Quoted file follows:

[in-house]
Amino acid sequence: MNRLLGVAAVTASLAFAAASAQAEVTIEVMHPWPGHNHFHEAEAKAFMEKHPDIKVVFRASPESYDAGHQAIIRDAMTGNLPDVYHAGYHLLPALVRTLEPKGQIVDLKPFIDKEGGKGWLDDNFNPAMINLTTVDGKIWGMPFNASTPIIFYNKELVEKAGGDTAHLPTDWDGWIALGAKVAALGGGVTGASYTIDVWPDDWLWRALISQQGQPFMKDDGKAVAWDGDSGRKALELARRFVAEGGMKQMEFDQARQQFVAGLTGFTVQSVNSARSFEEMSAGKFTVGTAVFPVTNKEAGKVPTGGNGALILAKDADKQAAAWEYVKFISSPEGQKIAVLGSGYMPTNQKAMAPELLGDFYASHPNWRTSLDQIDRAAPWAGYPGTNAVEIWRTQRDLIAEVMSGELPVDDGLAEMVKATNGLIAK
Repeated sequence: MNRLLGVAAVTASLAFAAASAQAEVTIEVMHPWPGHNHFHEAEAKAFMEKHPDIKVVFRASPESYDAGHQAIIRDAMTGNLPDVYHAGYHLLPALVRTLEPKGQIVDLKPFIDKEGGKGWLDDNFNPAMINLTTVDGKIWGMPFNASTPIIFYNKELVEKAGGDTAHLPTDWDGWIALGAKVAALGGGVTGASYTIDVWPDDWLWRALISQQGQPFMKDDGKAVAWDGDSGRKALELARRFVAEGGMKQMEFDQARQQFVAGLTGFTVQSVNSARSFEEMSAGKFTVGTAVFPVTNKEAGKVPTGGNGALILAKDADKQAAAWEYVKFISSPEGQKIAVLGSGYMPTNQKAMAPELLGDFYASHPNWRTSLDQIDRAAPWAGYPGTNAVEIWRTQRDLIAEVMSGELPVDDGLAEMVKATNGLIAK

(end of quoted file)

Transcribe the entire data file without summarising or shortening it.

[in-house]
Amino acid sequence: MNRLLGVAAVTASLAFAAASAQAEVTIEVMHPWPGHNHFHEAEAKAFMEKHPDIKVVFRASPESYDAGHQAIIRDAMTGNLPDVYHAGYHLLPALVRTLEPKGQIVDLKPFIDKEGGKGWLDDNFNPAMINLTTVDGKIWGMPFNASTPIIFYNKELVEKAGGDTAHLPTDWDGWIALGAKVAALGGGVTGASYTIDVWPDDWLWRALISQQGQPFMKDDGKAVAWDGDSGRKALELARRFVAEGGMKQMEFDQARQQFVAGLTGFTVQSVNSARSFEEMSAGKFTVGTAVFPVTNKEAGKVPTGGNGALILAKDADKQAAAWEYVKFISSPEGQKIAVLGSGYMPTNQKAMAPELLGDFYASHPNWRTSLDQIDRAAPWAGYPGTNAVEIWRTQRDLIAEVMSGELPVDDGLAEMVKATNGLIAK
Repeated sequence: MNRLLGVAAVTASLAFAAASAQAEVTIEVMHPWPGHNHFHEAEAKAFMEKHPDIKVVFRASPESYDAGHQAIIRDAMTGNLPDVYHAGYHLLPALVRTLEPKGQIVDLKPFIDKEGGKGWLDDNFNPAMINLTTVDGKIWGMPFNASTPIIFYNKELVEKAGGDTAHLPTDWDGWIALGAKVAALGGGVTGASYTIDVWPDDWLWRALISQQGQPFMKDDGKAVAWDGDSGRKALELARRFVAEGGMKQMEFDQARQQFVAGLTGFTVQSVNSARSFEEMSAGKFTVGTAVFPVTNKEAGKVPTGGNGALILAKDADKQAAAWEYVKFISSPEGQKIAVLGSGYMPTNQKAMAPELLGDFYASHPNWRTSLDQIDRAAPWAGYPGTNAVEIWRTQRDLIAEVMSGELPVDDGLAEMVKATNGLIAK